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ECUADOR has stripped Wikileaks founder Julian Assange of his citizenship citing “multiple inconsistencies” in his original application, including unpaid fees and alteration of documents.
The decision was made by an Ecuadorian court on Monday following a claim by the country’s foreign ministry.
Mr Assange was notified of the decision in a formal letter today.
His lawyer Carlos Poveda said the decision had been made without due process and that Mr Assange, who is currently in Britain’s Belmarsh prison, was not able to attend the hearing.
“On the date [Assange] was cited he was deprived of his liberty and with a health crisis,” Mr Poveda said.
“More than the importance of nationality, it is a matter of respecting right and following due process in withdrawing nationality,” he added.
Ecuador’s foreign ministry said the court had “acted independently” and had followed due process.
The lawyer said that he was seeking clarification of the decision.
Mr Assange spent almost seven years in Ecuador’s embassy in London, having taken asylum there in 2012 after moves to extradite him to Sweden to face charges of rape and sexual assault.
But the Australian denied the charges, fearing that it was part of a conspiracy to extradite him to the US after Wikileaks exposed war crimes committed during its wars in Iraq and Afghanistan.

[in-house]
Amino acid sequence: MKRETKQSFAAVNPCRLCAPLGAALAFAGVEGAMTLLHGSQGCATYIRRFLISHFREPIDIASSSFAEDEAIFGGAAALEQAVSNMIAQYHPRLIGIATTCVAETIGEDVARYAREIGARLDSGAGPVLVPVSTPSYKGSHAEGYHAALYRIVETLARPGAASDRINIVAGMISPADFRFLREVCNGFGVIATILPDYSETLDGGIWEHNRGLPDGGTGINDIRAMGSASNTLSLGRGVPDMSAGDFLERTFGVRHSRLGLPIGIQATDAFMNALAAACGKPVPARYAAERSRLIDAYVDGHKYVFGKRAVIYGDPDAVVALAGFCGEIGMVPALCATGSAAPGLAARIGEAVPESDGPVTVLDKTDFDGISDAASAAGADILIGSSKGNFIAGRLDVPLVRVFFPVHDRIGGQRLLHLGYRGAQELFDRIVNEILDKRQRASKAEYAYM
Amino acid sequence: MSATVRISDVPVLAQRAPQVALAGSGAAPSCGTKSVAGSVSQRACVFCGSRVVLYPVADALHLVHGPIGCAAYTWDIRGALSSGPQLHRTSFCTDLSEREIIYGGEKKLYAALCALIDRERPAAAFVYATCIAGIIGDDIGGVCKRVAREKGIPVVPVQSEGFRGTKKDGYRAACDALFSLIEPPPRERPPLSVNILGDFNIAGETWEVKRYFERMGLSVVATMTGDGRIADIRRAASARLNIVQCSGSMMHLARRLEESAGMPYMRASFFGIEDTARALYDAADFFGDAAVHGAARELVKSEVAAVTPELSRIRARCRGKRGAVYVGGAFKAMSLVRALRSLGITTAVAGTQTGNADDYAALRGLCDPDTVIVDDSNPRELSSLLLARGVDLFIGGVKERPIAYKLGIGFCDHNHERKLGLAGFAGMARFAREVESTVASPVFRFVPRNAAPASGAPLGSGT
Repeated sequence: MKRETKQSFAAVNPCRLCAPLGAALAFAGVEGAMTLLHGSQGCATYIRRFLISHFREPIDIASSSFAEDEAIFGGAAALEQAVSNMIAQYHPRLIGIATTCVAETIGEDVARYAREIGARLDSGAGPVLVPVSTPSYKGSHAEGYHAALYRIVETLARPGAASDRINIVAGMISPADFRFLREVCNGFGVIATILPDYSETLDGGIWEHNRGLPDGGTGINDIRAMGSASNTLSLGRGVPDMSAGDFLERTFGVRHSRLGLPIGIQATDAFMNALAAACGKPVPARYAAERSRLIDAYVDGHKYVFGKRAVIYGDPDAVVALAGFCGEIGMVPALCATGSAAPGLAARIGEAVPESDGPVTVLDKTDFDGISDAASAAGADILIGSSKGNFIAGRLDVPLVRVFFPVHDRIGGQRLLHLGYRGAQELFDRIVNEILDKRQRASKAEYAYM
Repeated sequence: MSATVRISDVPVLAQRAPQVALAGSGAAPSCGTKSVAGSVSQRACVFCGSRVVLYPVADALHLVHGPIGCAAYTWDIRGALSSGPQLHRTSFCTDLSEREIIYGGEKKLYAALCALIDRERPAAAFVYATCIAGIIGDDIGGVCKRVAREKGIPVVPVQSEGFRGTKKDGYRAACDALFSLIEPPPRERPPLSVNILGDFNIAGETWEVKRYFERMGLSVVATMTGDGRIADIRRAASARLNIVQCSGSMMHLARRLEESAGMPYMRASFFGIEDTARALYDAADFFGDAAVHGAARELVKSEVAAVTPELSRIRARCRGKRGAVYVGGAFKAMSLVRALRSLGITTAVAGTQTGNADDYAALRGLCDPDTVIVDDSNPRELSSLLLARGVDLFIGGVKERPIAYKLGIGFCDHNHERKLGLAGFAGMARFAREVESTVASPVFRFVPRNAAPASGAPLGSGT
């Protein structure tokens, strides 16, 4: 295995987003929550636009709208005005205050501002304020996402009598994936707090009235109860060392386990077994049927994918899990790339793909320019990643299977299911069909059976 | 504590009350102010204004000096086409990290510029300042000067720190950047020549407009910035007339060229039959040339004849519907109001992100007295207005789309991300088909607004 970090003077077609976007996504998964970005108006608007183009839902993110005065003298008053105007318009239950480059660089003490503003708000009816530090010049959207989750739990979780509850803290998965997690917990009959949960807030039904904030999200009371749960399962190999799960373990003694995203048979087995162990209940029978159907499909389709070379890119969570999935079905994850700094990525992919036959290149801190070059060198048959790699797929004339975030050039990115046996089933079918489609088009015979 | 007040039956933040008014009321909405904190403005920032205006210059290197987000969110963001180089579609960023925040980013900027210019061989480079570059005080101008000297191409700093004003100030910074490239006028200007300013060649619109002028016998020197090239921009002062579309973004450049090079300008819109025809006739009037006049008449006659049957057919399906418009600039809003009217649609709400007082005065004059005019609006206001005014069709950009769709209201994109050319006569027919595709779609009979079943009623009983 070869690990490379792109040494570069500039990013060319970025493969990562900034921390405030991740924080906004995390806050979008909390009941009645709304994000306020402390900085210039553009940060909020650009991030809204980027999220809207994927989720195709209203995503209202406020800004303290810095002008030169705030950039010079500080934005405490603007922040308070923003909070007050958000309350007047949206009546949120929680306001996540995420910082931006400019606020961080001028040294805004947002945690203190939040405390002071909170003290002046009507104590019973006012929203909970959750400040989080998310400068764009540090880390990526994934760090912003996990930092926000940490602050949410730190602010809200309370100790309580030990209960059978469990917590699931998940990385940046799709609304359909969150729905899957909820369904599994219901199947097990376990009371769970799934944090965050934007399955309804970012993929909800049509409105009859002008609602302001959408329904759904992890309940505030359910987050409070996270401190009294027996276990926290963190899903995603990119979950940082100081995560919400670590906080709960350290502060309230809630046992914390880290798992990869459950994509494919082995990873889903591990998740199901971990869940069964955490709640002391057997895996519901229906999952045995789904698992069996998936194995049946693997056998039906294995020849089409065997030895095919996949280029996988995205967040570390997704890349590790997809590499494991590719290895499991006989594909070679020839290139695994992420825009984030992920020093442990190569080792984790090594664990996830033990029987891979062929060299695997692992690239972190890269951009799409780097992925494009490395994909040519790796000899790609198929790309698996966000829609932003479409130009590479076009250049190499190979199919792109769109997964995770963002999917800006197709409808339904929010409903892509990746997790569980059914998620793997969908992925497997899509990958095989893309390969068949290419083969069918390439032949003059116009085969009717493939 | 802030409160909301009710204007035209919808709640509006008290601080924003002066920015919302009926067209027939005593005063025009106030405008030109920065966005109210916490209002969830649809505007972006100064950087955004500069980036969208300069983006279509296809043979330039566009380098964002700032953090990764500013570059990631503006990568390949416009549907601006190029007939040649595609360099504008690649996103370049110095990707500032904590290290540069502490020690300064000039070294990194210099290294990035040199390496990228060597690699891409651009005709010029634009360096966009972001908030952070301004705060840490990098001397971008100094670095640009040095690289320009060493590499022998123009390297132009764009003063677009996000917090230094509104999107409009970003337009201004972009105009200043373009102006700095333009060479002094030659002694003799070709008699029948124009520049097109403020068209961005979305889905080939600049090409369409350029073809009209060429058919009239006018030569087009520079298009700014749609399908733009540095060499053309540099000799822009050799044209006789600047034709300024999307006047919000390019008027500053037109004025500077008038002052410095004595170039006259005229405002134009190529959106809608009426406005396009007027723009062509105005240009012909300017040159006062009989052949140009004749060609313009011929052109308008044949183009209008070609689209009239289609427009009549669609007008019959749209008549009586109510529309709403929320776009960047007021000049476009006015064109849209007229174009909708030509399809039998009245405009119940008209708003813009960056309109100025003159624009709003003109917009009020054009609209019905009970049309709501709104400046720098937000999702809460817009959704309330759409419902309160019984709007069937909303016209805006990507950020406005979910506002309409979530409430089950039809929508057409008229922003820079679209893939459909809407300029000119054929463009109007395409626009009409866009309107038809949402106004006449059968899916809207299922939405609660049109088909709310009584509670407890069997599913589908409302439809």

He was granted Ecuadorian citizenship in 2018 under the previous government of former president Lenin Moreno.
The move was made in a bid to make Mr Assange a diplomat and remove him from its London embassy.
In 2019 police entered the building and took him to the high-security Belmarsh prison.
The US has indicted him on 17 charges of spying and one charge of leaking military and diplomatic information.
Mr Assange faces a potential 175-year prison sentence under the draconian Espionage Act.
Earlier this month Britain’s High Court granted the US government the right to appeal a decision which blocked his extradition made in January.
The National Union of Journalists (NUJ) has urged the British government to intervene to prevent his extradition, labelling it a “devastating blow to press freedom.”
Speaking ahead of his trial last year, NUJ general secretary Michelle Stanistreet said that extradition would “send a clear signal that journalists and publishers are at risk whenever their work discomforts the United States government.”
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